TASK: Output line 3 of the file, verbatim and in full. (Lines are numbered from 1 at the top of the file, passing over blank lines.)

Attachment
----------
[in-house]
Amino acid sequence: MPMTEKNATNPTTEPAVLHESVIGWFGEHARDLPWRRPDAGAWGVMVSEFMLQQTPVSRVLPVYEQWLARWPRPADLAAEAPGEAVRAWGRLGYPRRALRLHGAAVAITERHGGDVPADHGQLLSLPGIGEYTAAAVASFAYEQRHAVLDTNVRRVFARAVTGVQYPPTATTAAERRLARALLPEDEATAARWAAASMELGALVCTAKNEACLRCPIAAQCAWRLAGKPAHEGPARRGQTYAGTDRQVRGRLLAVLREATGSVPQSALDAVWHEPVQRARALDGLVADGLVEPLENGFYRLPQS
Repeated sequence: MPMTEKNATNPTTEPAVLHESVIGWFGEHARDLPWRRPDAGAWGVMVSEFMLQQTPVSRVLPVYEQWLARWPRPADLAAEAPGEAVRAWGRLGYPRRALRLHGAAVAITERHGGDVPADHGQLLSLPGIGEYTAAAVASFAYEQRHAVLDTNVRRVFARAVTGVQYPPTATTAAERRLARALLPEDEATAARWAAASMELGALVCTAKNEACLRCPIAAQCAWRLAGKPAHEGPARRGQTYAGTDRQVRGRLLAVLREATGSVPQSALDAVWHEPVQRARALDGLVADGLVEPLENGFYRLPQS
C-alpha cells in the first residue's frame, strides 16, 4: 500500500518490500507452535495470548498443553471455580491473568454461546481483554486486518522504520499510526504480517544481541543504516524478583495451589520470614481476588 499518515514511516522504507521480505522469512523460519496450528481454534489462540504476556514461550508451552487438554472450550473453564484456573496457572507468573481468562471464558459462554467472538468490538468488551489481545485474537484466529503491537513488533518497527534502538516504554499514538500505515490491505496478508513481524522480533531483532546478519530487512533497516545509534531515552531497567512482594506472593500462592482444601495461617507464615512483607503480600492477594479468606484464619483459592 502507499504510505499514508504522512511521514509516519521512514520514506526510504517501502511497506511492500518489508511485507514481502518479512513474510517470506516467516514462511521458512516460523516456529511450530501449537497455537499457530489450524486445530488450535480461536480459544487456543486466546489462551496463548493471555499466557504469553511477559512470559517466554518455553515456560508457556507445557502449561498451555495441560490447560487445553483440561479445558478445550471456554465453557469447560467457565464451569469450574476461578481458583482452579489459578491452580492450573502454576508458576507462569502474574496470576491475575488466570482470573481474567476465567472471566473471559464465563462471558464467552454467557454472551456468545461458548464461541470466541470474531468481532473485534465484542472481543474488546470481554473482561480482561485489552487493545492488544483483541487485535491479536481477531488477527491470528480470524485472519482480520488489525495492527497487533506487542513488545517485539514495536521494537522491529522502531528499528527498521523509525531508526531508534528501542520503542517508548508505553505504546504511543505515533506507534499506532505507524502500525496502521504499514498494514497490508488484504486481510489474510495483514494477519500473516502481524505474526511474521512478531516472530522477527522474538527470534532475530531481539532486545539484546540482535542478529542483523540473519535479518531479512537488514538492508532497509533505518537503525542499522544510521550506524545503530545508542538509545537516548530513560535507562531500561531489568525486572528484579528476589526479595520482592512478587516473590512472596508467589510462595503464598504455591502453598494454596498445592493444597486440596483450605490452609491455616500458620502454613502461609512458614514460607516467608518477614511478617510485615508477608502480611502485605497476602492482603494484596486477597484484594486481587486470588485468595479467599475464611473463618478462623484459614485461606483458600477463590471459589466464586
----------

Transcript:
Repeated sequence: MPMTEKNATNPTTEPAVLHESVIGWFGEHARDLPWRRPDAGAWGVMVSEFMLQQTPVSRVLPVYEQWLARWPRPADLAAEAPGEAVRAWGRLGYPRRALRLHGAAVAITERHGGDVPADHGQLLSLPGIGEYTAAAVASFAYEQRHAVLDTNVRRVFARAVTGVQYPPTATTAAERRLARALLPEDEATAARWAAASMELGALVCTAKNEACLRCPIAAQCAWRLAGKPAHEGPARRGQTYAGTDRQVRGRLLAVLREATGSVPQSALDAVWHEPVQRARALDGLVADGLVEPLENGFYRLPQS